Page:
Greeks vote to reject Eurozone bailouts conditioned on austerity measures

The polls closed in Greece (at noon EST) with various Greek television stations projecting “No” to be the winner. The referendum asks voters to approve (Yes) or to disapprove (No) of tough austerity measures that the European Central Bank (ECB) and the International Monetary Fund (IMF) are requiring the Greek government to impose on its citizens as a condition of receiving additional bailout money. The government is recommending a “No” vote. All Greek citizens are required by law to vote, although that law has not been enforced for many years.

A majority of Greek citizens have decided that the austerity demanded by the money lenders is just another word for debt slavery that they are no longer willing to accept. I support the “No” vote because I am opposed to idea of central bankers conditioning loans on the elimination safety nets that consist of financial assistance programs that protect those who are least able to survive financial disadvantage; namely, the unemployed, the poor, the mentally ill and the marginalized.

The central bankers support neoliberal economic theory that promotes balancing budgets on the backs of the poor, a policy that I despise and repudiate. The “No” vote probably will result in Greece getting kicked out of the Eurozone.

Anxiety Over Possible ISIS Attacks in US Expected to End When CNN Grows Bored with Fear

Screen capture of CNN newscast inviting all Americans to be very, very afraid for no good reason at all
Screen capture of CNN newscast inviting all Americans to be very, very afraid for no good reason at all

All throughout the week prior to the Fourth of July in the United States, CNN, as well as other media outlets, incessantly repeated vague threats about ISIS launching terrorism attacks during the holiday.

On June 30, CNN quoted unnamed US officials who claimed “symbolic July 4th celebrations coinciding with the Islamic holy month of Ramadan will further embolden ISIS supporters in the US to unleash attacks.” The media organization, as well as other outlets, spread the contents of a bulletin from the Department of Homeland Security and FBI, which warned law enforcement agencies of the potential for attacks in advance of the holiday.

The bulletin was titled, “Holiday Celebrations Remain Attractive Target.” It was sent to 18,000 law enforcement agencies in the United States and warned Independence Day celebrations and activities that “appear to defame the prophet Mohammed” would “likely result in threats or plans to conduct violent extremist acts.”

It is July 5, the day after “lone offenders” were expected to strike a decisive blow somewhere in the so-called home of the brave.

Former FBI assistant director Thomas Fuentes, who now works as a CNN law enforcement analyst, said this morning, “I think there have been a lot of people hyper ventilating over the last couple of weeks of what was to happen.”

Fuentes added:

…[T]he fact that some crazy ISIS follower chose not to grab a butcher knife and go out the door and attack somebody is not because they chose not to, not because of the measures that were taken. All the security measures are designed to contain an attack, minimize it, but really are going to be in response to an attack. So, if someone or a small group of someone carries out an attack, the police are there to stifle it so that no further attack is made. But people are still vulnerable up to that point.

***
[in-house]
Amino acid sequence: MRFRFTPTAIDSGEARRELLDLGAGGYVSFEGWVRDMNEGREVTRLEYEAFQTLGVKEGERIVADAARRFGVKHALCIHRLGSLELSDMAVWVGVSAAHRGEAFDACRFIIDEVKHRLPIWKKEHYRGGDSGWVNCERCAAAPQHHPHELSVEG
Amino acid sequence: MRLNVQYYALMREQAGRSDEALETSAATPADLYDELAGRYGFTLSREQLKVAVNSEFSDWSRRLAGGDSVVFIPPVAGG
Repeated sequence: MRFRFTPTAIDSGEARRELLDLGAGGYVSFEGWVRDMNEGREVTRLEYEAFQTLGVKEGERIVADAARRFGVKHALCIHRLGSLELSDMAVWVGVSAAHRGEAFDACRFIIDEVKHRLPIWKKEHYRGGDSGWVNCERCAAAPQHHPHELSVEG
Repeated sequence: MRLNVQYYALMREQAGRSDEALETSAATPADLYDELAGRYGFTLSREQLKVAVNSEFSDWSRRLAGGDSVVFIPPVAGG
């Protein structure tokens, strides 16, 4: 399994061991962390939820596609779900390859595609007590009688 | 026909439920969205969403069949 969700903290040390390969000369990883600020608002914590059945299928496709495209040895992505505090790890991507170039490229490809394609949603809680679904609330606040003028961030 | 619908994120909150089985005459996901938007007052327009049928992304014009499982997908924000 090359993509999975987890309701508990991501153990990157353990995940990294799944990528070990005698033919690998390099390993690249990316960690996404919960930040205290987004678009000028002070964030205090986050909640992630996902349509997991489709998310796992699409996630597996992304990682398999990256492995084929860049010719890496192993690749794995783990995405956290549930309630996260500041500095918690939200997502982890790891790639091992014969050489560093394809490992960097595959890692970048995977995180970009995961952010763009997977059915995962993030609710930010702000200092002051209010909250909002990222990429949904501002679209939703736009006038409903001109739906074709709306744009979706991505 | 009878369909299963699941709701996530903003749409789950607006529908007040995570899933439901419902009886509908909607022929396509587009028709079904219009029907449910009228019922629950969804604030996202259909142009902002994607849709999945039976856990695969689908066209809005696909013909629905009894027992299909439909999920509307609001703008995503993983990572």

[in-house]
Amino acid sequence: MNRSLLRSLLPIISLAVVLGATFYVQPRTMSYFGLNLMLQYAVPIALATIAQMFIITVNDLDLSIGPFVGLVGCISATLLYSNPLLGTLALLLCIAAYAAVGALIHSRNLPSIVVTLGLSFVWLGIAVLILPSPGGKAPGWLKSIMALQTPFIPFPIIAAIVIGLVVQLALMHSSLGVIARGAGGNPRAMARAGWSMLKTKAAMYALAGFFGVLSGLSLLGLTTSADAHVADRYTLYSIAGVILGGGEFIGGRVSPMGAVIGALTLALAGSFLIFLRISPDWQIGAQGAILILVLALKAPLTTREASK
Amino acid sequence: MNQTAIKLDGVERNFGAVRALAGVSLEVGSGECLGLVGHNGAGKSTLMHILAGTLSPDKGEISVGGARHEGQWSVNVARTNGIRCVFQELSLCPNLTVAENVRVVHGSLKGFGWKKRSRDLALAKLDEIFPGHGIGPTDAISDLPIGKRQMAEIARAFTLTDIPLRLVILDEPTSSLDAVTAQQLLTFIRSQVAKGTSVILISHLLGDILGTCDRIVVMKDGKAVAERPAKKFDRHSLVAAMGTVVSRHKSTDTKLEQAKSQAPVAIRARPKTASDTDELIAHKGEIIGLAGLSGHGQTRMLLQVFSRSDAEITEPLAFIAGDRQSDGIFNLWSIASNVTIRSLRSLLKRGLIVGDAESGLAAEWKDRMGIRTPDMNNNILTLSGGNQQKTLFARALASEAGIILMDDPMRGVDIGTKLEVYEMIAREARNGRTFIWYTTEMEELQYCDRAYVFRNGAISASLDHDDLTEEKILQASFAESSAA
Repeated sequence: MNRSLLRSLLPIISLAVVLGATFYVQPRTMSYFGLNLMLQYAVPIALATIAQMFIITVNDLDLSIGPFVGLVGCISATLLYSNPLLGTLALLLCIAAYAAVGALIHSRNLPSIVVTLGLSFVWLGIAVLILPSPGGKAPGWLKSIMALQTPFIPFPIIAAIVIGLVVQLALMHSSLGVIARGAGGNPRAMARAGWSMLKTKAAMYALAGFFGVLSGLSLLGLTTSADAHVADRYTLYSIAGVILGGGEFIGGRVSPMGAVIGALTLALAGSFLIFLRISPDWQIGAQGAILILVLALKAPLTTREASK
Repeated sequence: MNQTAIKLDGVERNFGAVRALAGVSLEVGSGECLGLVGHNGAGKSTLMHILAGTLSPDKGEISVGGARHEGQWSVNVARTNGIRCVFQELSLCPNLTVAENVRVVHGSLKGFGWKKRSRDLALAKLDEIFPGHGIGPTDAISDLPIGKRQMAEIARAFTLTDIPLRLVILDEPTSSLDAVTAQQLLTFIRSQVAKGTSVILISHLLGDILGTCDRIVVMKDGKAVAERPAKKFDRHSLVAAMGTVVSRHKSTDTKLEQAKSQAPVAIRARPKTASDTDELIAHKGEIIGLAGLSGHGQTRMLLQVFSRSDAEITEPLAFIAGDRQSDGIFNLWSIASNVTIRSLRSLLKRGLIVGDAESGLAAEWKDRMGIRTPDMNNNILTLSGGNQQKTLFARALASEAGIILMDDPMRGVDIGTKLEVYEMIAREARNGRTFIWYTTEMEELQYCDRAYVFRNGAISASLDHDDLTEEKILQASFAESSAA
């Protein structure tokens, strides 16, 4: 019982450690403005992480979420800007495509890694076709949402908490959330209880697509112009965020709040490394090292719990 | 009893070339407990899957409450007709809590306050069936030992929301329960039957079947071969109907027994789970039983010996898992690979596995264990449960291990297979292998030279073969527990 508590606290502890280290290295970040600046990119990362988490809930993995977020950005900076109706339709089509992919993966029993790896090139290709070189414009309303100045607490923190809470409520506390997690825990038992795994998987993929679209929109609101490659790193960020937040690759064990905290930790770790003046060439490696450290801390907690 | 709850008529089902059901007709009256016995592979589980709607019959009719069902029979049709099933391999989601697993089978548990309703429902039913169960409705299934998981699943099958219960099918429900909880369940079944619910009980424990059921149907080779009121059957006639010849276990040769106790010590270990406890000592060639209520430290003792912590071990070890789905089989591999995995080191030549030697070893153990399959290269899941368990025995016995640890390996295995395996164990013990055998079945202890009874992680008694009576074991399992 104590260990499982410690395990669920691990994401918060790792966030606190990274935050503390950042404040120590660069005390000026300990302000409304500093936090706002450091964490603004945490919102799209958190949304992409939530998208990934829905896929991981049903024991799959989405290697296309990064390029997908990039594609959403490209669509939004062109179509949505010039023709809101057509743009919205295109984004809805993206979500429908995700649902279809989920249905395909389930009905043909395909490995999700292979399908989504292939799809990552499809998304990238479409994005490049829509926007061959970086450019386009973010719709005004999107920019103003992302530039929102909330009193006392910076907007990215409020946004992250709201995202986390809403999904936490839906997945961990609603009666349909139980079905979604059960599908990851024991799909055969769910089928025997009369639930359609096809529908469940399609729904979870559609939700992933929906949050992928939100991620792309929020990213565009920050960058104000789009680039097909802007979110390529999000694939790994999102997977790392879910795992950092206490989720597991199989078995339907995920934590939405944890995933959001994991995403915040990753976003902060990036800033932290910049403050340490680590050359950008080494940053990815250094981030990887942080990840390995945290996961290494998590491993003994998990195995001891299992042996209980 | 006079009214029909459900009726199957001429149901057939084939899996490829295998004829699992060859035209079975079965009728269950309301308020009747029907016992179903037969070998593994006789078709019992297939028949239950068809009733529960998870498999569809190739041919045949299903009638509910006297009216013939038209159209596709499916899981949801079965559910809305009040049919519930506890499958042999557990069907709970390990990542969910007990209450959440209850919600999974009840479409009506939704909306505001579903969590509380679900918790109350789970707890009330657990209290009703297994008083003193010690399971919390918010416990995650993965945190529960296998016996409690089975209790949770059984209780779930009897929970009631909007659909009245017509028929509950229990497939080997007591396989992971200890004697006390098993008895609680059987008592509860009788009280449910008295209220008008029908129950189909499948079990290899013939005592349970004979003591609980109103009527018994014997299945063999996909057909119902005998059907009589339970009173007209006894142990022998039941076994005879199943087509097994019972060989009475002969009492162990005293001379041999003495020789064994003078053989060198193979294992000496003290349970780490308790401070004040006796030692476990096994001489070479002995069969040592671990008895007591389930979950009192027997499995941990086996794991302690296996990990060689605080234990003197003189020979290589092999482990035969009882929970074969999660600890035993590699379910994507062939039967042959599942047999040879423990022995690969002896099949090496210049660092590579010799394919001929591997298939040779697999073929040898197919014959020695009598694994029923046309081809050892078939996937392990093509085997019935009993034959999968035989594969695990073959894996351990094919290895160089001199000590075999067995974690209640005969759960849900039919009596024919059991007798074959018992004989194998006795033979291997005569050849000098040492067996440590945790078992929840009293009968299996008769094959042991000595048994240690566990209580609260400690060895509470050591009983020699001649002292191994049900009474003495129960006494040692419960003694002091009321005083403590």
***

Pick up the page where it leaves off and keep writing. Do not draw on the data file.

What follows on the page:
So, yes, we’re not going to be able to stop, we’re going to be talking about this next year on July 4th and the year after that and the year after that, because we can’t contain the message ISIS puts out and the ability of people to track that message on the Internet and then the ability in their crazy brains to follow it…

Essentially, no matter how many bombs the US-led coalition drops against ISIS in Iraq, no matter how many sting operations are launched by the FBI against alleged ISIS supporters, the US cannot stop ISIS propaganda from spreading. So long as the propaganda can reach individuals on the internet, there is a potential for someone to launch an attack. (Note: Some of ISIS’s propaganda calls out US atrocities against Muslims and security officials likely recognize that resonates with some people because the propaganda contains a few grains of truth.) (more…)

Sunday Food: Greek Lamb

Dish of roast lamb
Dish of roast lamb

(Picture courtesy of Kal Hendry at flickr.com.)

Cannot resist taking the day of the Greek referendum on whether or not to cave to EU demands that it sacrifice its economy, for the offering of that sacrificial lamb cooked up in Greek fashion.   This takes a twist on the usual lemon flavoring, and goes with the Orange is the New Black theme too.

While I’m treating the situation with humor, this is a classical tragedy for the people whose ability to make a living by doing the honorable work available to them has been taken away.   It is fraud by deception to offer one thing, in this case a working economy, and give another for the exchange value.   The Greek workers have not been treated honestly by banksters, or the former leaders who made this bad bargain on their behalf.

Greek Orange Roast Lamb:

Ingredients
Serves: 4 

  • 1 half leg of lamb

  • 10 to 12 medium-sized potatoes, peeled and cut into 5cm pieces

  • 5 cloves garlic

  • 4 tablespoons dark french mustard

  • juice of one large orange

  • 1 tablespoon oregano

  • 3 tablespoons olive oil

  • salt and pepper (to taste)

Method
Prep:30min  ›  Cook:1hr  ›  Ready in:1hr30min 

  1. Preheat the oven to 180 C / Gas mark 4. In large bowl, whisk together the orange juice, mustard, olive oil, oregano, salt and pepper.